Paranoia: Happiness Is Mandatory E3 Impression
Prepare to leave all your worries and cares behind, Comrade. Here in Alpha Complex, everyone is happy. In fact, happiness is mandatory. No need to question your work assignment; Friend Computer knows best, and will always make the right choice. Just do what you’re told, be clean, take your happiness pills, and remember to stay within your clearly-marked walking area on the floors, color-coordinated with your uniform to show your security clearance level. If you do step over the boundary, or commit any other treasonous action, just confess to Friend Computer; he will know whether you should self-terminate or not. Remember that Friend Computer knows what’s best; everything else is just paranoia.
Paranoia: Happiness Is Mandatory is based on the tabletop RPG known simply as Paranoia first published, ironically, in 1984, and perhaps it’s no mere coincidence that it has all the Orwellian themes of dystopian subservience and authoritative control of the novel published half a century earlier. There’s propaganda everywhere, lining Alpha Complex’s hallways, and nonsensical rules that would only make sense to a badly-damaged computer AI are enforced with absolute impunity. We don’t quite know what has happened in the outside world — perhaps a nuclear apocalypse, an alien takeover, or, just maybe, nothing at all — but within Alpha Complex, questions aren’t asked, and answers aren’t provided for the player; the expectation is that you’re a good little drone and will simply follow the way of things.
The game follows the tabletop’s premise that the player has been recruited to serve as a Troubleshooter, Friend Computer’s personal task force that carries out its skewed orders and enforces its illogical laws. The game is a squad-based tactical RPG, and the members of the Troubleshooters fill particular RPG party roles. During the demo, after seeing the Troubleshooters become inducted in Friend Computer’s main control room, I got to watch them go about their first task, which took them into the complex’s basement, where a sanitation bot sent to clean has not reported back from duty.
Arriving in the basement and locating the sanitation robot, the Troubleshooters are quickly ambushed by a group of LARPers, who’ve taken the basement rooms as their play space due to their lack of camera surveillance, allowing them to avoid the purview of Friend Computer. Such treasonous, unsanctioned fun cannot stand, and the LARPers know full well that you would sooner end their existence than let their trespass go unpunished. Thus, a life-or-death battle ensues. Honestly, I didn’t get a good enough sense of the particulars of combat to know what, if anything, sets Paranoia‘s battle system apart from other tactical RPGs, as the demo was, unfortunately, not hands-on. Combat plays out in real-time, with the ability to pause and issue commands to the Troubleshooters. Should one of your troops fall in the line of duty, worry not; a clone is ready to replace him upon death, though the supply isn’t limitless and eventually the game can end prematurely if the clones run out. In the meantime, however, this can have the benefit of being able to respec a character if they simply weren’t working out. Such is the ruthless efficiency of Friend Computer.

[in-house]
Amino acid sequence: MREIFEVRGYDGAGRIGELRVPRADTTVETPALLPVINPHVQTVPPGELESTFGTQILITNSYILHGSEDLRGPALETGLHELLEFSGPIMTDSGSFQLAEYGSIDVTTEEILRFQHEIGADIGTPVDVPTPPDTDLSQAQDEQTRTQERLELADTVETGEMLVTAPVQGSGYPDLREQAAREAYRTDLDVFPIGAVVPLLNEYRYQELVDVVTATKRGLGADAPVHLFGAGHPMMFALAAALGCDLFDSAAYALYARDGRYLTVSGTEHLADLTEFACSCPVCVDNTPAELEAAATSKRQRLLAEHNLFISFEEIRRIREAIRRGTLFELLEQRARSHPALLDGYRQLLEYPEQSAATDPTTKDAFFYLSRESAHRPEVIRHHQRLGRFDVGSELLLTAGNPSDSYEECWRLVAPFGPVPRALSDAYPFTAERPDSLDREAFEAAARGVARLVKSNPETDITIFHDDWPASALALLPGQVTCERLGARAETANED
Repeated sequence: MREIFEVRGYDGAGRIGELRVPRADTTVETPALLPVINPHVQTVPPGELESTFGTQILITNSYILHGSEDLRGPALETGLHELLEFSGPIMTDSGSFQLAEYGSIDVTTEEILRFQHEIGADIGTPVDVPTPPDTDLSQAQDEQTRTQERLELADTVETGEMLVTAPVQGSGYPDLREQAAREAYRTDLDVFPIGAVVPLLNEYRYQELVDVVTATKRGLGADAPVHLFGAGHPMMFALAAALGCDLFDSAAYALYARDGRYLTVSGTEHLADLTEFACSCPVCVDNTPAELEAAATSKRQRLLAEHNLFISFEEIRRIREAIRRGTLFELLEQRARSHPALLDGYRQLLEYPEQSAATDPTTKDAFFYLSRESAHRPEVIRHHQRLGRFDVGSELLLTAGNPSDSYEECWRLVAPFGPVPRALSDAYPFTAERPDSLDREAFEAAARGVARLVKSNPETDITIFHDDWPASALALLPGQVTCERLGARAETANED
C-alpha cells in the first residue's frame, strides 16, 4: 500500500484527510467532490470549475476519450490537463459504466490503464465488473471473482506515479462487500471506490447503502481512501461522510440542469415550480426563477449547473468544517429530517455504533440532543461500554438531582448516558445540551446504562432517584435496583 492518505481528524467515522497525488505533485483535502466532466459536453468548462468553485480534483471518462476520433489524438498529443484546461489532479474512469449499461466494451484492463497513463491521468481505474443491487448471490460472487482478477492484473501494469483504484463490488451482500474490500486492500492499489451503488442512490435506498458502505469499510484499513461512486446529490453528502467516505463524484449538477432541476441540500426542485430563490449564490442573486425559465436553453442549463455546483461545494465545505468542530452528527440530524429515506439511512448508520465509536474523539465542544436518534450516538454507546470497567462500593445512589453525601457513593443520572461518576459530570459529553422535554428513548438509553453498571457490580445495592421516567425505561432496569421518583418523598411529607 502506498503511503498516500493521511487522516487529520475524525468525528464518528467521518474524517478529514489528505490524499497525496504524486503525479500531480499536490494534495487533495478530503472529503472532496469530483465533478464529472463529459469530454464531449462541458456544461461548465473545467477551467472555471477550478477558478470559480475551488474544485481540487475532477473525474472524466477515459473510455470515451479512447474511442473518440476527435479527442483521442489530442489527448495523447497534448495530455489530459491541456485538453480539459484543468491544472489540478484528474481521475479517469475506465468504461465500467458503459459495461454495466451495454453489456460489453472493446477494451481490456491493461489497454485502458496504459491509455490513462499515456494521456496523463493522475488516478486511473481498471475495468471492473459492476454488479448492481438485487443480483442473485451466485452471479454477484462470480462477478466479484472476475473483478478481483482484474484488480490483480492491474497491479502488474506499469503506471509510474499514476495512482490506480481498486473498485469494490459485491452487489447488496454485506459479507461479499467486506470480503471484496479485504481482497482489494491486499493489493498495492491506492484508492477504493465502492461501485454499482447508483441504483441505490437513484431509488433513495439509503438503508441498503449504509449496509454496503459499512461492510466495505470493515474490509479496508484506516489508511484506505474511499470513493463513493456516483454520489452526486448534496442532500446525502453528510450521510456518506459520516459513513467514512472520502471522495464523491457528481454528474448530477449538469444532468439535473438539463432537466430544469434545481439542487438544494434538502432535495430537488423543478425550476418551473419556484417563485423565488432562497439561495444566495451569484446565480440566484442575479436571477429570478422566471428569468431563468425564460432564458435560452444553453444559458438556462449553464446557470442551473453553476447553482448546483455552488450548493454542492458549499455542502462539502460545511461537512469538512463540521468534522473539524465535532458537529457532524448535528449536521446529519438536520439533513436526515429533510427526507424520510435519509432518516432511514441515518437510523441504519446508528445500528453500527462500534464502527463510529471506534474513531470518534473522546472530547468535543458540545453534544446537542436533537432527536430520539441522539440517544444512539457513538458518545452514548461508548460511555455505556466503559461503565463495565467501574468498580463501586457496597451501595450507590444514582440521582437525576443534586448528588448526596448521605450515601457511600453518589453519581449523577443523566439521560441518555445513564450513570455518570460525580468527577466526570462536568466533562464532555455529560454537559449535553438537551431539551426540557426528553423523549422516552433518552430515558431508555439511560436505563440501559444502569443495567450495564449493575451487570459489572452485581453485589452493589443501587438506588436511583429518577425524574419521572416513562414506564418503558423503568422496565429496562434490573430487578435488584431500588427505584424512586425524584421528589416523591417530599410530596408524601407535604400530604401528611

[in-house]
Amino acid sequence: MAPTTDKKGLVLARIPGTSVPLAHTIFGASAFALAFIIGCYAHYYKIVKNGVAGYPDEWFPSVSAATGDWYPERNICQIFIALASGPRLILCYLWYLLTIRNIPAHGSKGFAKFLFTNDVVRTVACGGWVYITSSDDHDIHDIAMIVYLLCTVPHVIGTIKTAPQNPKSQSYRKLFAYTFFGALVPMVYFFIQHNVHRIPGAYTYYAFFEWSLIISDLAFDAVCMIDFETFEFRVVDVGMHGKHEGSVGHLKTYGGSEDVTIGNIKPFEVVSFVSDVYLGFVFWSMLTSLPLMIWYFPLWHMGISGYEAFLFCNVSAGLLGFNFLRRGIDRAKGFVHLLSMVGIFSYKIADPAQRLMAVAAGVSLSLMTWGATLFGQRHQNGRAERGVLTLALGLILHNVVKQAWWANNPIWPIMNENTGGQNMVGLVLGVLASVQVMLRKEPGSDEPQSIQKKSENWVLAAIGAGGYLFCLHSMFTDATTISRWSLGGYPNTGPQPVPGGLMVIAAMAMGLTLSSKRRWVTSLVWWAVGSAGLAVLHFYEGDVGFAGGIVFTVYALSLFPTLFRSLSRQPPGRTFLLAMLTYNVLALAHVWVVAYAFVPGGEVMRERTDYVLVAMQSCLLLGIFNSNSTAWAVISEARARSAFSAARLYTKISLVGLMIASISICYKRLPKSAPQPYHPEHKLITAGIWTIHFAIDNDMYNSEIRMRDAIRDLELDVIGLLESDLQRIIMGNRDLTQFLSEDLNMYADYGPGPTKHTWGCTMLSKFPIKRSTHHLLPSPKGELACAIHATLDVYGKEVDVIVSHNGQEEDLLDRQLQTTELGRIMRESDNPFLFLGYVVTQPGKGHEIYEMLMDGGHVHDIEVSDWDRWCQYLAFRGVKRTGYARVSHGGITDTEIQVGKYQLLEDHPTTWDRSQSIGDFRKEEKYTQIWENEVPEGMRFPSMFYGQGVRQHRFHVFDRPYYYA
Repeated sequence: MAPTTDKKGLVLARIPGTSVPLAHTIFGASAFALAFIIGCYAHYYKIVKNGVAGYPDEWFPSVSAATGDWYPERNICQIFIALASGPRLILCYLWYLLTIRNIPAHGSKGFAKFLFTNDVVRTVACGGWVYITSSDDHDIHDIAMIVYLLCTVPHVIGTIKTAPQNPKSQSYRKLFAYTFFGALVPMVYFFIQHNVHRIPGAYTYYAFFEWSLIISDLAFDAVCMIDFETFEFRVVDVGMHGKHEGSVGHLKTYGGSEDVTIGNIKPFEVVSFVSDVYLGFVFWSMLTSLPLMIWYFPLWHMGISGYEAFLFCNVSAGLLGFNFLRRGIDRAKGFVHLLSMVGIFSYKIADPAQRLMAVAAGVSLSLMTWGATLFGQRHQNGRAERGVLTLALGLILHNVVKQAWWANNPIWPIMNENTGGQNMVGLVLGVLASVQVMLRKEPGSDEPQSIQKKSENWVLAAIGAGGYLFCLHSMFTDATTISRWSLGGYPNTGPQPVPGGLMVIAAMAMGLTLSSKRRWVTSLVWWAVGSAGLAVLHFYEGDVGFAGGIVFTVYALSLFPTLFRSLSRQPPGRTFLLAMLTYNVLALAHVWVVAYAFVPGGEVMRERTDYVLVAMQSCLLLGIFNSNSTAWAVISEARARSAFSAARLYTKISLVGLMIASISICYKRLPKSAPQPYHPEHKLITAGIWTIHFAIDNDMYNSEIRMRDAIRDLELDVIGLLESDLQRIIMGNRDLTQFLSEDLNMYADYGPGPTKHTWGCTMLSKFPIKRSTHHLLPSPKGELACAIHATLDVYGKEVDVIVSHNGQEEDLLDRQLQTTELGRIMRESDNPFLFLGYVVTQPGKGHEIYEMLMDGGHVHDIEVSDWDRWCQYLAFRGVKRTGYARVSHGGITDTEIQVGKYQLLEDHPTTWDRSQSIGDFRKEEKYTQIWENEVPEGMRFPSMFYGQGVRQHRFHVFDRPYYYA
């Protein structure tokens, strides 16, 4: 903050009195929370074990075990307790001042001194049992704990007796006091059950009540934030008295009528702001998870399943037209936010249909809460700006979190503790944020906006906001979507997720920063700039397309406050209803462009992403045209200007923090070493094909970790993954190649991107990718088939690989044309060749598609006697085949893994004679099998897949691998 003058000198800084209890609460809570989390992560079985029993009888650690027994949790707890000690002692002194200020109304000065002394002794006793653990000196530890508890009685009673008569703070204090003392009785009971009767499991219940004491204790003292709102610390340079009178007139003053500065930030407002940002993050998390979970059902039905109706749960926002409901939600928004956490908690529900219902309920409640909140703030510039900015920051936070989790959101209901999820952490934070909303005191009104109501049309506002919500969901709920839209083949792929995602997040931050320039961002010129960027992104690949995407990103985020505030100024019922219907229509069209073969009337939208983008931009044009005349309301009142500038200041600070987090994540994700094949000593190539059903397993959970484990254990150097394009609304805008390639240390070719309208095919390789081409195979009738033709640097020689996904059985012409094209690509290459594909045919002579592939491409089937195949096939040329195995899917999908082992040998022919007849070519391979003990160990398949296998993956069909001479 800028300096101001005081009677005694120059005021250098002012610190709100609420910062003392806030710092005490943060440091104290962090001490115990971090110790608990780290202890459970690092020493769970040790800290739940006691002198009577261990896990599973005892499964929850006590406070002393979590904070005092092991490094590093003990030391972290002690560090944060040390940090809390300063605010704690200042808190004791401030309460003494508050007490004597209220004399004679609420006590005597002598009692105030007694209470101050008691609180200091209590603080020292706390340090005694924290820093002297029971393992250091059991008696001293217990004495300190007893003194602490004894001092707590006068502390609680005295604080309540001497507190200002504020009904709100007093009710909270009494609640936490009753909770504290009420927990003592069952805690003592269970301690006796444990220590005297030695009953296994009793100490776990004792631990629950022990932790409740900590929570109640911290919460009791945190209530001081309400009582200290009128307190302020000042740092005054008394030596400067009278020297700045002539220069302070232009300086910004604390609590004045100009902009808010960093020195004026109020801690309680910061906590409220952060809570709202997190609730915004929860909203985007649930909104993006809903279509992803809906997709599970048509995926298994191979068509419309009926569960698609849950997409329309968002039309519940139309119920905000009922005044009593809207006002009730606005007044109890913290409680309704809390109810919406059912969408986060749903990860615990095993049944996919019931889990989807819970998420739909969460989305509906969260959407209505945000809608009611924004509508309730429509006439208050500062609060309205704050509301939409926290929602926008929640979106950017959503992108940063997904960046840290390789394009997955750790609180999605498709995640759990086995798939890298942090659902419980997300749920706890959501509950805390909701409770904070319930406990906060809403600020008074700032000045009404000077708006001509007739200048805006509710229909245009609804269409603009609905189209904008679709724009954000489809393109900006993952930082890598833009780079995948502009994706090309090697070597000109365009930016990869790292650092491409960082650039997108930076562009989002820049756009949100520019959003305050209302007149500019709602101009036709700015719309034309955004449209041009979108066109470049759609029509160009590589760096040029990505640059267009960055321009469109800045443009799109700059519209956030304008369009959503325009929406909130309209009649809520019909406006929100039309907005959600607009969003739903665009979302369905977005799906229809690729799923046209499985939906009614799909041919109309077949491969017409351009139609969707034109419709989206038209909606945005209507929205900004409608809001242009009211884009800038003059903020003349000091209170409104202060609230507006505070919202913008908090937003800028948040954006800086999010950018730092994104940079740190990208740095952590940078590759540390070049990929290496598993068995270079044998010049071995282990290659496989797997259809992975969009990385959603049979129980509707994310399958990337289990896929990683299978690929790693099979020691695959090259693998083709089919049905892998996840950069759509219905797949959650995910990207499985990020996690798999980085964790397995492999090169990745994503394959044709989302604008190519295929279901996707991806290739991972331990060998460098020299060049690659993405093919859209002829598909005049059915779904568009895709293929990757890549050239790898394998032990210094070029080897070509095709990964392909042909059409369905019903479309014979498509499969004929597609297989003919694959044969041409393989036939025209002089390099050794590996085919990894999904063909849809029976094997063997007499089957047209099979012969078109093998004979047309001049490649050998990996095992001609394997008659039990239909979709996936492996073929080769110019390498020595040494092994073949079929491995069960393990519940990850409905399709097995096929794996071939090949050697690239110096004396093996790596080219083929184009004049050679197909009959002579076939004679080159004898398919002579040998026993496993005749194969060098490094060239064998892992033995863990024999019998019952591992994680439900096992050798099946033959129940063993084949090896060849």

The juxtaposition of the game’s cartoonish graphics and silly premise with its chaotic undertones created such a fascinating, darkly humorous atmosphere that it already pulled me in. I respect the game’s devotion to its source material to the degree that it refuses to provide a full backstory — Friend Computer wouldn’t let his subjects get filled in on unnecessary information, so why should you be? While the player is initially a Troubleshooter, choices made during gameplay can eventually lead to the characters discovering for themselves the farce of a society they live in, or so I was led to believe. PC, PlayStation 4, and Xbox One owners will have to wait until the vague October/November launch window to find out what is and isn’t real.